Poetry Friday: The Laws of Motion

Summer is a time to kick back and relax, but for teachers it is also time to work on projects we don’t have time for during the school year. This summer, I’m excited that my critique group and I are reading The Practice of Poetry and completing the writing exercises as a way to build our poetry muscles. Our first “assignment” was “Experience Falls Through Language Like Water Through a Sieve” by Susan Mitchell. (You can read Margaret’s thoughts about this exercise here.)

The gist of this exercise is to “use similes and/or metaphors to convey a feeling, an idea, a mood, or an experience you have never been able to communicate to anyone because each time you tried it seemed that you were being untrue to the experience.” My response, as usually happens when we write, took me to an unexpected place. I haven’t ever shared this memory from high school and still feel guilty that I stood by while a guy I was trying to impress was so mean to a stranger. In her directions, Smith writes that “we often write ahead of our own understanding.” Sadly, we often live our lives ahead of them, too. And, as with writing, our “conscious thinking [has] to catch up.” Writing and reflecting hastens this process, but some lessons take longer than others. Thankfully, this was a lesson I only had to endure once. Figuring out that “simile and metaphor are functional, rather than decorative” and using them effectively may take me a little longer. 

The Laws of Motion

The first time I saw you,
your face reminded me of the scarred,
pock-marked surface of Io,
Jupiter’s volcanic moon.

How brave you were to walk
into that unknown space,
carrying a plastic tray filled
with tater tots,
as if that would shield you
from the shining stars
of our little galaxy.

A comet sailed among us that year,
pulled me into his orbit,
blinded me to right and wrong,
caused me to wobble on my axis
until I was so off-kilter that
I didn’t say a word
when he turned to you,
pelted you with cruelty and insults.

To this day, I’m ashamed
I wasn’t strong enough
to pull free of his hold on me.
Ashamed that I didn’t have your strength,
that I looked away,
as you strode by
with your head held high.

© Catherine Flynn, 2017

Please be sure to visit Heidi Mordhorst at My Juicy Little Universe (how appropriate!) for the Poetry Friday Roundup.

12 thoughts on “Poetry Friday: The Laws of Motion

  1. Oh, Catherine….you really did capture that moment and the feeling of regret. The cafeteria remains a battleground of sorts for peer acceptance for kids. Why is it that those comets have so much power over us and some of our best lessons in strength are from the kids that hid behind tater tots?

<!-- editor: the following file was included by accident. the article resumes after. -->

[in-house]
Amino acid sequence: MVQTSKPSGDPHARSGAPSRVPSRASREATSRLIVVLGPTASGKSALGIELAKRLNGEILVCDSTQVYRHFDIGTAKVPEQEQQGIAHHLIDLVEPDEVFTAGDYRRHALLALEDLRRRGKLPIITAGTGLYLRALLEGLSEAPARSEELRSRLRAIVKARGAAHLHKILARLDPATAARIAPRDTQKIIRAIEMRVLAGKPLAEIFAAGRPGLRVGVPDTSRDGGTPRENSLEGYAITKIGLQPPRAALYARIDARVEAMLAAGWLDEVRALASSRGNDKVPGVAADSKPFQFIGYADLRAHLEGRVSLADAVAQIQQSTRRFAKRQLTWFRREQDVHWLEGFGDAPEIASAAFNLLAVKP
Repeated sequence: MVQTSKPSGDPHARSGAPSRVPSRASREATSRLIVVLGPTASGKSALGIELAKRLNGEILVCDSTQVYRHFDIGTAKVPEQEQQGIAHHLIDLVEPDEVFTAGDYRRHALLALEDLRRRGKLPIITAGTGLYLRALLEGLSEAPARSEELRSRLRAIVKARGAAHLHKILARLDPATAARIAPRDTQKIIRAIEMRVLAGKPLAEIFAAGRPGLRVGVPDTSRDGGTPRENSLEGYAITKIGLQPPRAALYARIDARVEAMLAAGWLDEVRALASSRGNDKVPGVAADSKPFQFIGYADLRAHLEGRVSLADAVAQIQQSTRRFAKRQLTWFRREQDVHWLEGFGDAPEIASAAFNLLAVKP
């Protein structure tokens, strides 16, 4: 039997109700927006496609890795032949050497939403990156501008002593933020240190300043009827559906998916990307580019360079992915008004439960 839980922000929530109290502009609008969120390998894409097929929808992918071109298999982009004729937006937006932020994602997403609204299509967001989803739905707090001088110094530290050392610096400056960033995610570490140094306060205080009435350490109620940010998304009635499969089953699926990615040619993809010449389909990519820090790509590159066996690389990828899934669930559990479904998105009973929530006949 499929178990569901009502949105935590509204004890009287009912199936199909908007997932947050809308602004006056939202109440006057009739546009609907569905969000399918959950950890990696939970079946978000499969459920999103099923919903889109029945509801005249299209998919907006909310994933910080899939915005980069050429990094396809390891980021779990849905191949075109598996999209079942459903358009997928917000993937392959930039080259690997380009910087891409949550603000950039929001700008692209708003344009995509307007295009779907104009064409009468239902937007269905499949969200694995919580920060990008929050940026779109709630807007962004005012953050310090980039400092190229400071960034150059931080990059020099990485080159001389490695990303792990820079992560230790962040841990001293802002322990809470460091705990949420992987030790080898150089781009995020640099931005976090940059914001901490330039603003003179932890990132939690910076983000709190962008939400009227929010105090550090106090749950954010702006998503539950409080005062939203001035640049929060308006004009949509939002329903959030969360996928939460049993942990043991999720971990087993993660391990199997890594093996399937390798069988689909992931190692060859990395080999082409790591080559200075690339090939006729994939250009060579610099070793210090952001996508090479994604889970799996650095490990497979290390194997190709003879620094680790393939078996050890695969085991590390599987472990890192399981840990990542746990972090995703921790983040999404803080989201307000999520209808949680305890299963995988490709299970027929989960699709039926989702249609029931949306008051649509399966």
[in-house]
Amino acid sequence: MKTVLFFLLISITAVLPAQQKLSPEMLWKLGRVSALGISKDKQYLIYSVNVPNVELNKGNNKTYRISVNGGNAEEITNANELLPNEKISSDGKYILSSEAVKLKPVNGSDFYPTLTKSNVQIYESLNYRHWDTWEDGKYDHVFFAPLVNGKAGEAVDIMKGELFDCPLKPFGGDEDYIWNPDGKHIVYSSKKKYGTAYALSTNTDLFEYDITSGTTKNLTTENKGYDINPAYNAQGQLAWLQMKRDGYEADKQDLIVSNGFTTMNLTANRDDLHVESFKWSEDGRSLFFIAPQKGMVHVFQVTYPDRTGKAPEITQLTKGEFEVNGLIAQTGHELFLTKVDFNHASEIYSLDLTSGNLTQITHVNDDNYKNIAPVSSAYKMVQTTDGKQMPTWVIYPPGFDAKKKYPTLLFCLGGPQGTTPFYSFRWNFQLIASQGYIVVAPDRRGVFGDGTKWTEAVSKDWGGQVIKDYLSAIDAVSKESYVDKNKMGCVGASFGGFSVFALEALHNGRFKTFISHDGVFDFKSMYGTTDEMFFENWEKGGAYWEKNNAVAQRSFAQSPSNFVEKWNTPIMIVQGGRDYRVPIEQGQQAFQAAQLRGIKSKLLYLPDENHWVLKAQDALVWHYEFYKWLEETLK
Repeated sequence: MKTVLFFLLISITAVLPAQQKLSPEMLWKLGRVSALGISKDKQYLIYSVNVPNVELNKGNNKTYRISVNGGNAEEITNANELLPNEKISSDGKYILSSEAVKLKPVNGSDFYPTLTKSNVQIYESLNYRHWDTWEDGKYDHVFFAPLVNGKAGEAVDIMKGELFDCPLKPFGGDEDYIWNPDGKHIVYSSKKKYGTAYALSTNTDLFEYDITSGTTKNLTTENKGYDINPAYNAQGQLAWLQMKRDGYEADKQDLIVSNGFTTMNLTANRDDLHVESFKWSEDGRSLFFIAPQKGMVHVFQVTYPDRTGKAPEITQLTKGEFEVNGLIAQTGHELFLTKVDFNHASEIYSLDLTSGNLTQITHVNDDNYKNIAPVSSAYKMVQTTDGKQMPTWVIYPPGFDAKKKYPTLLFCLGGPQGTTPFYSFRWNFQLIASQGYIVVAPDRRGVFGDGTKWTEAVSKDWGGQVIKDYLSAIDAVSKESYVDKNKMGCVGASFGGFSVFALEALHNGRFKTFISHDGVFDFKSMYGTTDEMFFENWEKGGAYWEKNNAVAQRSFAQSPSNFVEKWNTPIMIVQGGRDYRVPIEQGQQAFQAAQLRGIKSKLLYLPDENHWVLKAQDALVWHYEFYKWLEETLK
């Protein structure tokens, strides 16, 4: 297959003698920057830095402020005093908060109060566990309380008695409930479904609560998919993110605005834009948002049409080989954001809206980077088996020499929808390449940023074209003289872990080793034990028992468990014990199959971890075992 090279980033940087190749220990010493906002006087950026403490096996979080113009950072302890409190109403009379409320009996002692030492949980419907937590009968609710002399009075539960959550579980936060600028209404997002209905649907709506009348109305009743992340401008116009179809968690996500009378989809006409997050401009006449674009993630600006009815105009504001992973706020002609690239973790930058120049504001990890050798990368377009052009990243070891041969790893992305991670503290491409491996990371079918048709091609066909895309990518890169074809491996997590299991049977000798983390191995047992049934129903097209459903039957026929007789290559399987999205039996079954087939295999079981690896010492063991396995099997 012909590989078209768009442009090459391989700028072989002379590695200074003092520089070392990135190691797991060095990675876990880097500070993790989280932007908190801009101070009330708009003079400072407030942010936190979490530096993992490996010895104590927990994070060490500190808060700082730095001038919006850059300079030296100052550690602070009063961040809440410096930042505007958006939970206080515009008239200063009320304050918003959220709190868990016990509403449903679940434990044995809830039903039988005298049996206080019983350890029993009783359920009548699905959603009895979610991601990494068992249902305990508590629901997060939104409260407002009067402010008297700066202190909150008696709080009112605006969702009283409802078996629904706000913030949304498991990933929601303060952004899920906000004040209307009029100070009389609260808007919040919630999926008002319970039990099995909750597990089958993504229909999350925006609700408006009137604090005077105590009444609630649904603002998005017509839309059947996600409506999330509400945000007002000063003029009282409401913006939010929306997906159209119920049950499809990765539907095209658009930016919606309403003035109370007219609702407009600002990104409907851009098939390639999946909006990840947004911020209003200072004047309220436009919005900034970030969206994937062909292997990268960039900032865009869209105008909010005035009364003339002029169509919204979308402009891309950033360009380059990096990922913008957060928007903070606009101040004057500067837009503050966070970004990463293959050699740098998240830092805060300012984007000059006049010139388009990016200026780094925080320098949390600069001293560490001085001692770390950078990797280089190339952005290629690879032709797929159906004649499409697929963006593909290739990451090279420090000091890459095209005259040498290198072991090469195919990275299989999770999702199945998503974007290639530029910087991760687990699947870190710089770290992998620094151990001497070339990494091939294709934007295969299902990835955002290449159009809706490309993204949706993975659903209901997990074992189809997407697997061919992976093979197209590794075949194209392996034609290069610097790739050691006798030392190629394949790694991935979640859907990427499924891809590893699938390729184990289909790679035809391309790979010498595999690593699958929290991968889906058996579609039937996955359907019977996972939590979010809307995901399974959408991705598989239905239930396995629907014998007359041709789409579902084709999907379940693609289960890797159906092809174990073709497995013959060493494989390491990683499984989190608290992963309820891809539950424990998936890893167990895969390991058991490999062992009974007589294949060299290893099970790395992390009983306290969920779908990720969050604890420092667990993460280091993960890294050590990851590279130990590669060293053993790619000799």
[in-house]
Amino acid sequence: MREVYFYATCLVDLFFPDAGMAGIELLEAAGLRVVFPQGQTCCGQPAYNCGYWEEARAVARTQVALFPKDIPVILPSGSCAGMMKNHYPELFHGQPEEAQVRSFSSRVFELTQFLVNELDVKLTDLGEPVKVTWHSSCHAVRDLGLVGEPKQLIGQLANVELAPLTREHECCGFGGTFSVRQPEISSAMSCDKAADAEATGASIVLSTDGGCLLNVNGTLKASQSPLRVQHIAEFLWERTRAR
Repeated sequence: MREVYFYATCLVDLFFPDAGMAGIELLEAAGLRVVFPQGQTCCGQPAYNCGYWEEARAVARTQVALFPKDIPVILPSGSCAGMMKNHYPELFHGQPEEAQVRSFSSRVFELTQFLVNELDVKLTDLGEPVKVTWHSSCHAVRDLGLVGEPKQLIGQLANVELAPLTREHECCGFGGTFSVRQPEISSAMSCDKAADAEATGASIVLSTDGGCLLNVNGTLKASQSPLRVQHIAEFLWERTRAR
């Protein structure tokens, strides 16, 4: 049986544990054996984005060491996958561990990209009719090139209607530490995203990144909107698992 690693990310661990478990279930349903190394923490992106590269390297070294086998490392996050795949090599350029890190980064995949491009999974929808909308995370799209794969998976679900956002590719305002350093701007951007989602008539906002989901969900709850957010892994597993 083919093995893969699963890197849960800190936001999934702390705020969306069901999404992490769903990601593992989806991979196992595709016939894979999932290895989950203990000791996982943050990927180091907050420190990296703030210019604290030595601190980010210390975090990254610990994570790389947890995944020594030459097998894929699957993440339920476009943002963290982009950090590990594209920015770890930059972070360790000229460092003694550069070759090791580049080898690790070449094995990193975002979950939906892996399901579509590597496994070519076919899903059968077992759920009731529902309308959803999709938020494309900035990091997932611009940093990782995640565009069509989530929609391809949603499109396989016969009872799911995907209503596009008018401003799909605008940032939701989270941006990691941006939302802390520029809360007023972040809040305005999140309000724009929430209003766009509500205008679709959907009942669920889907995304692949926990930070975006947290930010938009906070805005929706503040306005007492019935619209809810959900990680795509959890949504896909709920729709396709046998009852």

I haven’t done my poem yet. I will give it a try today. I’m having far too much fun traveling!

    Liked by 1 person

  2. Catherine you have masterfully crafted a metaphor that brought me directly into this experience. Wowza! I can remember a time when I was the bully. I walked into a group of girls and let go a whopper. The looks they gave me haunt me to this day. Maybe I should explore it with poetry. I’d rather forget it, but that is obviously not working.

    Liked by 2 people

  3. Hi, Catherine. These stories keep their power in our lives, no matter how many years pass. Thank you for sharing. I like the way you used everyday details, like the tater tots, to balance out that dangerous comet.

    Liked by 1 person

  4. It’s interesting what we hold onto, isn’t it? So often, it’s negative feelings and experiences that haunt us all our lives. Glad you were able to articulate your regret in such a powerful way.

    Liked by 1 person

  5. What a memory. I’m trying to think of a moment I can remember that shaped my whole life the way this one has yours. Something that wobbled me on my axis, but helped me strengthen or find my true orbit.

    See? Your words are powerful! They are making me think…and probably write, too. Your metaphor is quite apt, I think.

    Liked by 1 person

  6. OH MY GOSH. I have this PoP book, which I picked up at a sale at my daughter’s high school for a buck, sitting RIGHT IN FRONT OF ME in my writing room! May I join you in your pursuits this summer? My own critique group is on summer break….but I could take it with me to France today!

    Catherine, this is a wonderful post and a piercing poem in which, indeed, the metaphor is functional and more. For that reason, if I may, I have a suggestion for your draft. Email if you want to hear it. : )

    Liked by 1 person

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